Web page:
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2014 Investment Report

Celebrate Support Engage Innovate Achieve


A Snapshot of Florida’s Local Education Foundations and the Consortium of Florida Education Foundations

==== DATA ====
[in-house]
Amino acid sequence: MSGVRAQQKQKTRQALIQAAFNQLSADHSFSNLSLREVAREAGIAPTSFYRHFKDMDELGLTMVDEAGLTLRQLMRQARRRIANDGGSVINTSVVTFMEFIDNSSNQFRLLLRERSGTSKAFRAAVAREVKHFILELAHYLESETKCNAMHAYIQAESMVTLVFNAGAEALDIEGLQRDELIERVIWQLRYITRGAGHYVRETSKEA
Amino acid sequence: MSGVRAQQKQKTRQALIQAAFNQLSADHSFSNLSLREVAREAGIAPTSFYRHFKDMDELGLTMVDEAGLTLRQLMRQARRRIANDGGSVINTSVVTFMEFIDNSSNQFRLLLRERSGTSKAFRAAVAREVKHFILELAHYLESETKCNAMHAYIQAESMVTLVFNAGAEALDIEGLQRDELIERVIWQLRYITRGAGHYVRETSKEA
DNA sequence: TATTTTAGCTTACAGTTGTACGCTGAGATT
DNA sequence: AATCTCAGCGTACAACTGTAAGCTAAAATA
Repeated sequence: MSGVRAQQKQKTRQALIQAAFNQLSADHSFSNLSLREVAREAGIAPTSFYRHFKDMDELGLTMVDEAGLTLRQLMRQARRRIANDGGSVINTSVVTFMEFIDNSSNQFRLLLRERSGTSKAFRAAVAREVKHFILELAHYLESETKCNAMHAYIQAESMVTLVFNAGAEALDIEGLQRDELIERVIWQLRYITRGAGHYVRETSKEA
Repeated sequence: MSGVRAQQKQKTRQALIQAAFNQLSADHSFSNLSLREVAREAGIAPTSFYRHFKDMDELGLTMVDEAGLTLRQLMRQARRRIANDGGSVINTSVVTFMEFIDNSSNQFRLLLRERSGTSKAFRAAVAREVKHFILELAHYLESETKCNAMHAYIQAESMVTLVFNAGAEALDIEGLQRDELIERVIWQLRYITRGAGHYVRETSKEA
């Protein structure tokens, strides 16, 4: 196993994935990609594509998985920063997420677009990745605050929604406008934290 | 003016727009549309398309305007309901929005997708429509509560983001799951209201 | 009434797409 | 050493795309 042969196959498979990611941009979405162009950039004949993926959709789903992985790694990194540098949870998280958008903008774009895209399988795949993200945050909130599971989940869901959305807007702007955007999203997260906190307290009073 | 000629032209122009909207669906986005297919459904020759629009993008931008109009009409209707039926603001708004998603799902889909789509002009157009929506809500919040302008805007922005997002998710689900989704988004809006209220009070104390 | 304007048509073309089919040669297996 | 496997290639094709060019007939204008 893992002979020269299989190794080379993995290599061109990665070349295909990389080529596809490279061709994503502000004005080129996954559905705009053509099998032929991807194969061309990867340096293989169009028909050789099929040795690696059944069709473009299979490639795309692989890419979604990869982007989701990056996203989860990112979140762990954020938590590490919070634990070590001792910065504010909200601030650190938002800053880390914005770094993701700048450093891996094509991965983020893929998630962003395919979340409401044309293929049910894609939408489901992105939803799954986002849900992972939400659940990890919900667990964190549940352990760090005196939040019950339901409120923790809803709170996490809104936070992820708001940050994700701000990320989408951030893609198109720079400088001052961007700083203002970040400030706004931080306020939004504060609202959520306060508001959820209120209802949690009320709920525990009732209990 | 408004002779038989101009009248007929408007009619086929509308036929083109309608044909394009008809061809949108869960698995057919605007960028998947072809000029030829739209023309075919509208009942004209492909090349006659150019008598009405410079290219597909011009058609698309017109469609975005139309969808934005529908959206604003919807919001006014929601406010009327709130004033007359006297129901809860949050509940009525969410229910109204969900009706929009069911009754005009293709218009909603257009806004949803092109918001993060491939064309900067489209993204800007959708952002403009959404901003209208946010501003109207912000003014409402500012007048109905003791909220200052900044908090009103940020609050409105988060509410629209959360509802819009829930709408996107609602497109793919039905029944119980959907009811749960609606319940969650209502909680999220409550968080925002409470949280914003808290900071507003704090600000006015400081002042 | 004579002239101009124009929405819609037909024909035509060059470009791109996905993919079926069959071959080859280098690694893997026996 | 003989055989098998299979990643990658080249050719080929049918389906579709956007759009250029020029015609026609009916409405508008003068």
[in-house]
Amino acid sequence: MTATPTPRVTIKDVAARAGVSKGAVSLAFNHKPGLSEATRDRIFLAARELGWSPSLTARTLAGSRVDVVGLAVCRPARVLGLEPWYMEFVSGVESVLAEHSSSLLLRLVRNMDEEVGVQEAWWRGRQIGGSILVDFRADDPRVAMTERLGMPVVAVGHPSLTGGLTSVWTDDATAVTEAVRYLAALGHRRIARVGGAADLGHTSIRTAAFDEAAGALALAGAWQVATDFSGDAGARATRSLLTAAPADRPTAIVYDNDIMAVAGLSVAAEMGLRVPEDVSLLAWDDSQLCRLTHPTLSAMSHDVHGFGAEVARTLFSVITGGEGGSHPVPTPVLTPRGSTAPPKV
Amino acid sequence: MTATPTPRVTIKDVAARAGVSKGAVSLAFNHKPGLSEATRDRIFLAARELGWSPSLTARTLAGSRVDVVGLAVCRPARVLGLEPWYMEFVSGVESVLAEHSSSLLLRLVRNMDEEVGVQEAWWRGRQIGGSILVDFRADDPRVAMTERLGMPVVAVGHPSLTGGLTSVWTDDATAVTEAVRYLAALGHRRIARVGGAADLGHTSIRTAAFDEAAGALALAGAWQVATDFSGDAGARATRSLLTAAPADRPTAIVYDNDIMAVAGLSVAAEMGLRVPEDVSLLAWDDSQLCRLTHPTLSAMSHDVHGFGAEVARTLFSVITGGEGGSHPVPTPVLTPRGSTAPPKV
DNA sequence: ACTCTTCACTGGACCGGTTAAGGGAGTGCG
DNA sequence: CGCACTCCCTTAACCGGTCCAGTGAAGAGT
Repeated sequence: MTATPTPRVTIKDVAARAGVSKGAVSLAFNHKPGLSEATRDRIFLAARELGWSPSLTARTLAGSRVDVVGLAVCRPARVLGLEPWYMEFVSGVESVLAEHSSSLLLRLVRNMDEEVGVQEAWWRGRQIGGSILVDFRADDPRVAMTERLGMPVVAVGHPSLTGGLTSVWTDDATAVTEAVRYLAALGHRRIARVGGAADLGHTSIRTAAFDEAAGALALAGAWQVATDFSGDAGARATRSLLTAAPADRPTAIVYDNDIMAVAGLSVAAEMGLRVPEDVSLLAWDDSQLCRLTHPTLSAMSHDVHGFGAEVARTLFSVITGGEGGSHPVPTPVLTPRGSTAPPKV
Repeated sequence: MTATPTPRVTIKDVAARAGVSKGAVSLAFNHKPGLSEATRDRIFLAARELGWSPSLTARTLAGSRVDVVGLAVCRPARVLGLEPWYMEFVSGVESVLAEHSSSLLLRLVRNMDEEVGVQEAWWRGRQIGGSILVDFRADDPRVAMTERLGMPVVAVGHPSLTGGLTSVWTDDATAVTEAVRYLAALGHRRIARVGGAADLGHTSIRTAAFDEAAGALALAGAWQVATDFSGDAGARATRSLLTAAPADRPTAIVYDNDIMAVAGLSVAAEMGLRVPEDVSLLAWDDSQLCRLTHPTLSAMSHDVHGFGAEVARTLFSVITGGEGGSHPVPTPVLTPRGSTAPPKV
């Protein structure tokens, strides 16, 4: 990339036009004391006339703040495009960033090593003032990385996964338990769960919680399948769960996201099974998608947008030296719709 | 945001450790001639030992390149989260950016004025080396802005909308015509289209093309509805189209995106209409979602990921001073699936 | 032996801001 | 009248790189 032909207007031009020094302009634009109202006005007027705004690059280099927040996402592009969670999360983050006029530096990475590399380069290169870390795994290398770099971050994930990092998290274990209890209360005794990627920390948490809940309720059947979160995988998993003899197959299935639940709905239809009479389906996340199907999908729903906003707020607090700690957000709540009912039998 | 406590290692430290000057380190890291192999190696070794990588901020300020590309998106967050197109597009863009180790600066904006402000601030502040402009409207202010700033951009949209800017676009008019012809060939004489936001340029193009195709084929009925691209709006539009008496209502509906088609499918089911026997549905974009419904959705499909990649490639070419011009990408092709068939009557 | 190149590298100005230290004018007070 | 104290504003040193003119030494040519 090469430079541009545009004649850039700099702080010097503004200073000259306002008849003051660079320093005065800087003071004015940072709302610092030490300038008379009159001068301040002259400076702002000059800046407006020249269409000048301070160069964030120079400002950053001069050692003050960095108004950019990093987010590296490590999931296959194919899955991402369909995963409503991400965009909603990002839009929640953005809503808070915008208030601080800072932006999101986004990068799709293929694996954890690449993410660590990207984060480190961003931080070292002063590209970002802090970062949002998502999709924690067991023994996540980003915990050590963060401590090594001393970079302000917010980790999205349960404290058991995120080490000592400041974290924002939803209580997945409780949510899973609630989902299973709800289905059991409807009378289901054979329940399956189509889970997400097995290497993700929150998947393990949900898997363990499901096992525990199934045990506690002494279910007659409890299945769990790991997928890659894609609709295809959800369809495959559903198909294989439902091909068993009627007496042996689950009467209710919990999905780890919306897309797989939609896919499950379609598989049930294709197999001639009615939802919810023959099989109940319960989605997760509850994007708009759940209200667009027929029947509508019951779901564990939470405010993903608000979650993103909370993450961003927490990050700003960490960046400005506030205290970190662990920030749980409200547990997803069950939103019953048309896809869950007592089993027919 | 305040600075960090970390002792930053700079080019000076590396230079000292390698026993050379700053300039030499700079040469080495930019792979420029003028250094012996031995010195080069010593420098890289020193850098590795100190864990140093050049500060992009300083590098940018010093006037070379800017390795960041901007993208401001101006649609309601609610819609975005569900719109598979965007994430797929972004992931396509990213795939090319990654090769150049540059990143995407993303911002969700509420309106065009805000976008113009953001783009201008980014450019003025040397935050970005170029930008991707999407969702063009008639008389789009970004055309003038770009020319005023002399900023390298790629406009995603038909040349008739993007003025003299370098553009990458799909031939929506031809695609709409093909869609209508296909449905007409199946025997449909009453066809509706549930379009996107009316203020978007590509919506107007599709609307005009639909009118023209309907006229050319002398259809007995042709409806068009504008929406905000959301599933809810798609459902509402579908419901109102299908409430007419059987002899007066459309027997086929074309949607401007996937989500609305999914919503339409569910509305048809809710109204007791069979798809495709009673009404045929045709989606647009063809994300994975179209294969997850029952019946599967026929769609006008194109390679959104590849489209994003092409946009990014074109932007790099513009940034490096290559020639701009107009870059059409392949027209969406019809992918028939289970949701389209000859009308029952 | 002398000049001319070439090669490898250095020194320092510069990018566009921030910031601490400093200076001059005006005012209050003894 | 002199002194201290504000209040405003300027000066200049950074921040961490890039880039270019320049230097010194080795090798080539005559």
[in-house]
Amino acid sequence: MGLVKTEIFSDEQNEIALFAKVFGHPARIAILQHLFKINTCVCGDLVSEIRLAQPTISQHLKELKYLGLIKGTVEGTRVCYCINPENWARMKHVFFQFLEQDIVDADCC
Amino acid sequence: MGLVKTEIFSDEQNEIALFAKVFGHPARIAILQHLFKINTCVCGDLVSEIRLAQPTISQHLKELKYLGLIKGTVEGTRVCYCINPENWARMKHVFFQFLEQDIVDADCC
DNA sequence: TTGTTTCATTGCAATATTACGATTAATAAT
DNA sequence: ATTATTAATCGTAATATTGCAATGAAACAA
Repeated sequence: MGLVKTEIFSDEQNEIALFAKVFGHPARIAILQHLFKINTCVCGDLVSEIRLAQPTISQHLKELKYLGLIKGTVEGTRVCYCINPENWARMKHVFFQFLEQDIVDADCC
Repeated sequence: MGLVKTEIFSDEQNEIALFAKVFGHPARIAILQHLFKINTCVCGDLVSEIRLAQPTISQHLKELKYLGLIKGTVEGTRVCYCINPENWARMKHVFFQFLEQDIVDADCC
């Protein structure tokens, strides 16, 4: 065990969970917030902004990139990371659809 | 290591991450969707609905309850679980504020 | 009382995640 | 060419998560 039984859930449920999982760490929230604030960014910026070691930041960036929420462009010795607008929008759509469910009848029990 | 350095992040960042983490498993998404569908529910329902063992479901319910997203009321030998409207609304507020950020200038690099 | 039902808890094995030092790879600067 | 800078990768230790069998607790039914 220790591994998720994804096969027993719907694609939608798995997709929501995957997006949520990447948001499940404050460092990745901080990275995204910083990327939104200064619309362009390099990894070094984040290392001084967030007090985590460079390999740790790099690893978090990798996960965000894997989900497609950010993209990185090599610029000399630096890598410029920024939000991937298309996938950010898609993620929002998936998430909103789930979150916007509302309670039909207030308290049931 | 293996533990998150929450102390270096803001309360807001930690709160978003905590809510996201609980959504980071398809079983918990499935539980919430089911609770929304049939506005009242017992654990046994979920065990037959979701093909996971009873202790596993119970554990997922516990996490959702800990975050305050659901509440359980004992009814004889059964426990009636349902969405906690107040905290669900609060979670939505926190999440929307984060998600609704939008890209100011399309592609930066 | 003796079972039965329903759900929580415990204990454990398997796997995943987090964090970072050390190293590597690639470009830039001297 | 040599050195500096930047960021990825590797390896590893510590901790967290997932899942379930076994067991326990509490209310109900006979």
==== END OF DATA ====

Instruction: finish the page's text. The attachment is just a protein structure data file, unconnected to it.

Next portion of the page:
• Florida operates on a county-wide school district model and the first local education foundations were established in the early 1980s. The CFEF serves the one recognized local education foundation aligned with each county-wide school district. Current membership is 59 foundations that collectively represent 99% of Florida’s 2.7 million K-12 students. • An early effort of the CFEF was the establishment of a specialty license tag which has generated more than $11 million to date to enhance education through local education foundations. • Combined total revenue of member foundations in 2012-13 was $45 million with combined assets of $128 million and $20 million in endowments. Florida is recognized as a national leader in the local education foundation movement with six CFEF member foundations ranking in the top 25 in the U.S. based on eight key performance areas. (Dewey & Associates, 2014) • With an average board size of 25, there are approximately 1,100 volunteer leaders of CFEF member foundations. The majority (77%) are business and community members, and in the typical model the superintendent and one school board member serve in an ex officio capacity. In addition to board members, local education foundations involve 12,500+ volunteers annually in other capacities, including as mentors and tutors for students. • Since 2001, the State of Florida has appropriated nearly $30 million to the CFEF for the School District Education Foundation Matching Grant Program – leveraging public funds to provide a $1 for $1 match to encourage privatesector investment and involvement for locally driven initiatives to advance student achievement. In 2014-15 alone, $4.5 million in matching funds are supporting 156 projects in 57 school districts with the CFEF accountable to the Florida Department of Education for all deliverables including reporting of measurable outcomes for each funded initiative.